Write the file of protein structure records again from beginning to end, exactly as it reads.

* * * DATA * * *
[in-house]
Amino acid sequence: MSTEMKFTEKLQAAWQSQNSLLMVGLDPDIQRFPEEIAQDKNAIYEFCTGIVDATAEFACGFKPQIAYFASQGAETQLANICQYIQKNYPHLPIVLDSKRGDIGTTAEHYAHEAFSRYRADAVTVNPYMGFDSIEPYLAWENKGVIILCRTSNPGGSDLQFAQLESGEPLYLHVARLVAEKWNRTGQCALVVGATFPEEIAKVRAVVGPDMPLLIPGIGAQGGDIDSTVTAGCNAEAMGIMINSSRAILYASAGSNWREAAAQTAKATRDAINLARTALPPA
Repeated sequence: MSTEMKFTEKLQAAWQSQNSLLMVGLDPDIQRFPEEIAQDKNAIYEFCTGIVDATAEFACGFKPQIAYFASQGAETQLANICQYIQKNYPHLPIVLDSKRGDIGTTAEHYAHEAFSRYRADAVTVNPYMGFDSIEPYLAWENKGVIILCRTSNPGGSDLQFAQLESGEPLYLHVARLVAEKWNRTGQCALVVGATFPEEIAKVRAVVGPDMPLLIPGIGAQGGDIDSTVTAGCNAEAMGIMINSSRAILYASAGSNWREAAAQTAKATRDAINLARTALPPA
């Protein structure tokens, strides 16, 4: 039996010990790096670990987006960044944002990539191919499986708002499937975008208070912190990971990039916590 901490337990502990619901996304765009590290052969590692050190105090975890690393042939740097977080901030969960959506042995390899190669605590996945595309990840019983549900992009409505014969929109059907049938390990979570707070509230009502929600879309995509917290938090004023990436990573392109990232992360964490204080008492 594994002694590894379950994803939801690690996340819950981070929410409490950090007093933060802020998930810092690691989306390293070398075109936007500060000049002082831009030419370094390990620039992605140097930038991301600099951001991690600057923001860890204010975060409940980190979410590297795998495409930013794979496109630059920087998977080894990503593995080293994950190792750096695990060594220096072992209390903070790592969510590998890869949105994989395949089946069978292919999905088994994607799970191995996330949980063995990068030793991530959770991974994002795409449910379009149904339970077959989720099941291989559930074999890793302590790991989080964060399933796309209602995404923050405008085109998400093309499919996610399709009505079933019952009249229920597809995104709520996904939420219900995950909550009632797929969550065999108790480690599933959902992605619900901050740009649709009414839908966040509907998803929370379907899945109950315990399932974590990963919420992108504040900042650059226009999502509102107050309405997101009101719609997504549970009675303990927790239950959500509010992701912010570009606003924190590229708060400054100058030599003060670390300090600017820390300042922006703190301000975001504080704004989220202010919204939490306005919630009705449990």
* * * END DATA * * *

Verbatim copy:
[in-house]
Amino acid sequence: MSTEMKFTEKLQAAWQSQNSLLMVGLDPDIQRFPEEIAQDKNAIYEFCTGIVDATAEFACGFKPQIAYFASQGAETQLANICQYIQKNYPHLPIVLDSKRGDIGTTAEHYAHEAFSRYRADAVTVNPYMGFDSIEPYLAWENKGVIILCRTSNPGGSDLQFAQLESGEPLYLHVARLVAEKWNRTGQCALVVGATFPEEIAKVRAVVGPDMPLLIPGIGAQGGDIDSTVTAGCNAEAMGIMINSSRAILYASAGSNWREAAAQTAKATRDAINLARTALPPA
Repeated sequence: MSTEMKFTEKLQAAWQSQNSLLMVGLDPDIQRFPEEIAQDKNAIYEFCTGIVDATAEFACGFKPQIAYFASQGAETQLANICQYIQKNYPHLPIVLDSKRGDIGTTAEHYAHEAFSRYRADAVTVNPYMGFDSIEPYLAWENKGVIILCRTSNPGGSDLQFAQLESGEPLYLHVARLVAEKWNRTGQCALVVGATFPEEIAKVRAVVGPDMPLLIPGIGAQGGDIDSTVTAGCNAEAMGIMINSSRAILYASAGSNWREAAAQTAKATRDAINLARTALPPA
């Protein structure tokens, strides 16, 4: 039996010990790096670990987006960044944002990539191919499986708002499937975008208070912190990971990039916590 901490337990502990619901996304765009590290052969590692050190105090975890690393042939740097977080901030969960959506042995390899190669605590996945595309990840019983549900992009409505014969929109059907049938390990979570707070509230009502929600879309995509917290938090004023990436990573392109990232992360964490204080008492 594994002694590894379950994803939801690690996340819950981070929410409490950090007093933060802020998930810092690691989306390293070398075109936007500060000049002082831009030419370094390990620039992605140097930038991301600099951001991690600057923001860890204010975060409940980190979410590297795998495409930013794979496109630059920087998977080894990503593995080293994950190792750096695990060594220096072992209390903070790592969510590998890869949105994989395949089946069978292919999905088994994607799970191995996330949980063995990068030793991530959770991974994002795409449910379009149904339970077959989720099941291989559930074999890793302590790991989080964060399933796309209602995404923050405008085109998400093309499919996610399709009505079933019952009249229920597809995104709520996904939420219900995950909550009632797929969550065999108790480690599933959902992605619900901050740009649709009414839908966040509907998803929370379907899945109950315990399932974590990963919420992108504040900042650059226009999502509102107050309405997101009101719609997504549970009675303990927790239950959500509010992701912010570009606003924190590229708060400054100058030599003060670390300090600017820390300042922006703190301000975001504080704004989220202010919204939490306005919630009705449990």